Why use an advocate?
Being faced with the possibility that your child may have a disability can be a frightening revelation. Even more frightening is having to learn to maneuver through the educational system, and finding the best services for your child. It is important for parents to not only be well versed in their children’s disability/disabilities, but they must be knowledgeable about the federal and state laws that govern the educational rights of students with disabilities, and the services and resources available to them. This can be a very complicated and confusing process. A knowledgeable Educational Advocate will assist you through this process. We will assist you in understanding diagnoses, seeking out local and state resources, interpreting laws and regulations, and helping you through the process of securing the best educational setting and programming for your child in the least restrictive environment possible. An advocate will review documents, help you understand the process, assist in coming up with a plan, and even attend meetings with you. A well versed and experienced advocate can help advocate for your child’s rights if you reach an impasse with a district about the belief of what is best for your child.
What is an IEP?
Short for Individualized Education Program, an IEP is the legal document that defines a child’s special education program. An IEP includes the disability under which the child qualifies for Special Education Services (also known as classification), the services the team has determined the school will provide, yearly goals and objectives and any accommodations and/or modifications that must be made to assist learning.
What is a 504 plan?
The 504 Plan is a plan developed to ensure that a child who has a disability identified under the law and is attending an elementary or secondary educational institution receives accommodations that will ensure academic success and access to the learning environment.
How do an IEP and a 504 Plan differ?
An Individualized Education Plan, or IEP, is a document created for a child with an identified disability that interferes with their ability to access the curriculum. To be eligible for an IEP, a student must not only have a documented disability, but it must impact them educationally. For example, a child who is deaf or hard of hearing may not meet the requirements for an IEP, unless the condition affects their ability to access the general curriculum without specialized instruction. Specialized instruction needs to be delivered by a special educator, and can happen in a variety of settings, depending on the severity of the disability/disabilities. In general, modifications (changes) to the curriculum may be needed, or special accommodations must be made to support a student in the classroom. An IEP is federally defined as being for students between the ages of 3-21 (inclusive). Each state must adhere to the bare minimum of the Federal Regulations (titled Individuals with Disabilities Education Act or IDEA). Some states choose to extend the term of the IEP up to the ages of 22-25. An IEP covers the current performance of the student, strengths and areas of need, goals and objectives for the student to reach during the term of the IEP. IEPs run for one year, but can be changed or amended, and even rejected, by the parents at any time. IEPs are for school-aged children only and do not continue past your state’s maximum requirement. Although a disability does not “go away,” all states have adult services that cover the individuals after they age out of the school system; the school should work with you on a 688 referral (Massachusetts specific) and a transition plan. Getting an IEP for your child is a team process. Testing will be completed with your consent, and a team will meet to determine eligibility. You are an integral part of this team.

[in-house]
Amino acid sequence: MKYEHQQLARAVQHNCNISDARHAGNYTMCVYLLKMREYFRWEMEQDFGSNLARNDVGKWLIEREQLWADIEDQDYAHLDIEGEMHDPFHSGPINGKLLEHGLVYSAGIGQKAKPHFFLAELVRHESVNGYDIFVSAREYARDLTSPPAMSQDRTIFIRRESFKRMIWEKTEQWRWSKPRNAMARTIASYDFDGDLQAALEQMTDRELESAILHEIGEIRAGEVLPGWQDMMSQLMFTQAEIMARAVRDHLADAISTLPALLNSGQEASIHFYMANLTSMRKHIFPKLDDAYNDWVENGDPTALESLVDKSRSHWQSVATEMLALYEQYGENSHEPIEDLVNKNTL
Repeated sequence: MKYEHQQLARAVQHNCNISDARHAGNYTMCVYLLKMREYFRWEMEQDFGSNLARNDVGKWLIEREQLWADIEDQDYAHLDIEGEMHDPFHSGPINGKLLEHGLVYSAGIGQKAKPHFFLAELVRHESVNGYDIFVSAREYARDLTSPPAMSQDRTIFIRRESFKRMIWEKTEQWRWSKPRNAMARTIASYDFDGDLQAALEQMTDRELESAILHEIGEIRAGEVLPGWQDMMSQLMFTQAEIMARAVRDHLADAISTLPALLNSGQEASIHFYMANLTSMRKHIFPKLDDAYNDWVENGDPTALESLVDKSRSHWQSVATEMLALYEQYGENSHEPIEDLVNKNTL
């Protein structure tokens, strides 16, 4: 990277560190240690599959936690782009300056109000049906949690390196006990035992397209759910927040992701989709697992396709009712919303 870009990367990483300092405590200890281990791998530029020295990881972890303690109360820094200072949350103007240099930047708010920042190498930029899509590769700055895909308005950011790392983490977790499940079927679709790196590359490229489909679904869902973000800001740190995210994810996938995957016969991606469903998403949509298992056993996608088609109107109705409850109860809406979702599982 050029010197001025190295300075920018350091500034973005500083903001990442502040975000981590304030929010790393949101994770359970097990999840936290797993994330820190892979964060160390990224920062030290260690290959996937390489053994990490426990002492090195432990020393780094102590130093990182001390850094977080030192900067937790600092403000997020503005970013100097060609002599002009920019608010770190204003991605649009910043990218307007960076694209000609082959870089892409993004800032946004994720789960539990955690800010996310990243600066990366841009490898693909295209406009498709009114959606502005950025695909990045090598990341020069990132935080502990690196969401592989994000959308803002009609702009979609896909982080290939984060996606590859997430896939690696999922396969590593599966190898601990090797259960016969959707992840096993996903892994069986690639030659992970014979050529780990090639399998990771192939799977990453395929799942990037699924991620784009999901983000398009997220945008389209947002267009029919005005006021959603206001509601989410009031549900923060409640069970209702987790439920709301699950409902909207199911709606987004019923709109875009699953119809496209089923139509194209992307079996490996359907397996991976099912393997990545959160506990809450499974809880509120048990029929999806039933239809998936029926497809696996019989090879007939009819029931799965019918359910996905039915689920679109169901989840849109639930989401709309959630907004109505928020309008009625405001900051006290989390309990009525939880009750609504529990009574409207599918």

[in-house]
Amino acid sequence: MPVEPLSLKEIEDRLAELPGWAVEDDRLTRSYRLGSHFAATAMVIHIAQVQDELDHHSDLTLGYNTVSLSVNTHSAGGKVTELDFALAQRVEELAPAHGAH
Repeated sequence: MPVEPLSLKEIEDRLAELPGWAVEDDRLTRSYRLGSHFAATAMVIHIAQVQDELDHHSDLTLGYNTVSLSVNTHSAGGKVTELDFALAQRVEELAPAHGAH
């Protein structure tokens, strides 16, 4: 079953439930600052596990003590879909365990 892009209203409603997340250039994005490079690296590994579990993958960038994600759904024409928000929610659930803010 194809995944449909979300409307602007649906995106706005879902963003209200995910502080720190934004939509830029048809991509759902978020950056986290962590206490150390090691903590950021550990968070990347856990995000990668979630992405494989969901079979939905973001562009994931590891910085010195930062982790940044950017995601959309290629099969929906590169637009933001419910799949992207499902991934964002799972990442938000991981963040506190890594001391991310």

A 504 plan is an accommodation plan written for a child for a variety of reasons. To obtain a 504 plan, your child must have a documented disability or a diagnosis from a professional practitioner. This could be a medical doctor, a psychiatrist, a psychologist, or a licensed social worker. Once you receive this documentation, the school will work with you to create a 504 plan to address the needs of your child. This process is not as complicated as the IEP process, and is covered under the Americans with Disabilities Act (ADA). Unlike an IEP, a 504 plan makes accommodations for your child to be able to attend school while having their diagnosis or disability needs met. It does not include specialized instruction. A 504 plan can follow a person throughout their lives and does not end when the child exits school. There is no regulation prohibiting a child from having both a 504 plan and an IEP, but it is not a common practice, and is usually unnecessary.
When do I use an Attorney or Mediator instead of an Advocate?
An advocate’s role is to avoid the need for a mediator or a costly attorney. Attorneys, especially those who specialize in Educational Law, are outstanding resources when you need assistance with formal Due Process procedures (following a failed “Resolution Meeting”) or within the context of serious legal implications addressing special education services.
When an attorney enters the room, you are clearly moving into adversarial territory.